I'd also add that not every cheap show is a showcase, though you're right that most of the $18 shows are. Most small companies that produce on a mini-contract charge between $20 and $35.

I think a couple of different things are going on here - on the one hand, a lot of tourists and such actually want to pay exorbitant ticket prices (or at least they did before the economy tanked), because it's part of the experience. Broadway, is, by and large, a tourist experience, an amusement park simulacrum, and people like to say they paid some crazy amount of money to see some extravaganza. Artistic merit is wholly irrelevant, and entertainment value is relevant but still secondary (Avenue Q or The Producers are OK, but neither is anywhere hear as funny as an episode from Fawlty Towers, e.g.). Even August: Osage County - a pretty good play, well-performed, but basically a modern reproduction of the 50s-style realist play. The present and future of Broadway as a business is event marketing.

If Broadway is about commerce, art is supposed to reside in the nonprofit system - Off-Broadway and regionals. We've all been round and round with the brokenness of this system, so I won't repeat myself, but I will say this: as a consumer, I won't pay more than $35 for a show, not out of principle (not at all!) but because of a rational purchasing decision. As a consumer of theater, $75 theater is a "bad brand" for me. Based on prior experience (and fairly or not, but it's my disposable income) I associate a $75 ticket with boredom, predictability, and disappointment, and I associate a $25 ticket (or, to be more accurate, certain smaller companies like Soho Rep) with something that is likely to be at least interesting, if not great. Entertainment dollar for entertainment dollar, The Kitchen kicks The Roundabout's ass!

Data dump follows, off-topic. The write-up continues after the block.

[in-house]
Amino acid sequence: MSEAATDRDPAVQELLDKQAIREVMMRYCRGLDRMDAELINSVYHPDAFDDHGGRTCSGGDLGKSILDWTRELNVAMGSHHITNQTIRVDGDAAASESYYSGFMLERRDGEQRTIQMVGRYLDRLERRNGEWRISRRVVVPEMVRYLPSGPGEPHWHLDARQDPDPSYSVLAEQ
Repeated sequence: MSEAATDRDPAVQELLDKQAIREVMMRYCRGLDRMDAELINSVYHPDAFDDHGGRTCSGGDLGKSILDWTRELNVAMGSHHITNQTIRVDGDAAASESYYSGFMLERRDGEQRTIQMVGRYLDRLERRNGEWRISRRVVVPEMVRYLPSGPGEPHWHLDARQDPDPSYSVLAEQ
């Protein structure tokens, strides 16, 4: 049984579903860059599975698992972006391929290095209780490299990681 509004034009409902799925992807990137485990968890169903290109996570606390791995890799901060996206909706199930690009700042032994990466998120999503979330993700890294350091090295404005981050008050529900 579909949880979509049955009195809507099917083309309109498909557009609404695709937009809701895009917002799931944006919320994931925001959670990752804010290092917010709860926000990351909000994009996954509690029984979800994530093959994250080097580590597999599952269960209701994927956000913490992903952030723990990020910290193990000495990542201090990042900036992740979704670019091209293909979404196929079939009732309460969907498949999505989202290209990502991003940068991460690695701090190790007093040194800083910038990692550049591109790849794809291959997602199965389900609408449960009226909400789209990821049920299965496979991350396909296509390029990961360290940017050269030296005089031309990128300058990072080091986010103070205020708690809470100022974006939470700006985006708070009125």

This is not to say that I've never seen anything great on Broadway or at a huge institutional theater (these days I can usually score a free ticket to most things anyway), just that I've been burnt too many times to make it a worthwhile calculation.


I think, in a way, Jason is gets to the point: you have certain assumptions about a $75 ticket price. Whether those are good or bad assumptions, we bring them to the table and the general audience brings them to the table. A regular movie ticket costs $12(!), but an IMAX movie ticket costs $15 (or whatever). You expect more from the IMAX experience. What I don't think we talk about in the Great Ticket Price Debate (or much at all really when we talk about dwindling audiences) is what people are getting for their money. And this isn't to say that anyone involved is getting rich or is overpaid. Honestly, we're ALL underpaid. (That's another story...) But I think there's a pretty obvious correlation between the ticket prices being high, which raises the expectations, which are (let's face it) regularly not met, which discourages audience members, and on and on...

The comments to this entry are closed.

My Photo
Blog powered by Typepad

# of Visitors Since 11/22/05

  • eXTReMe Tracker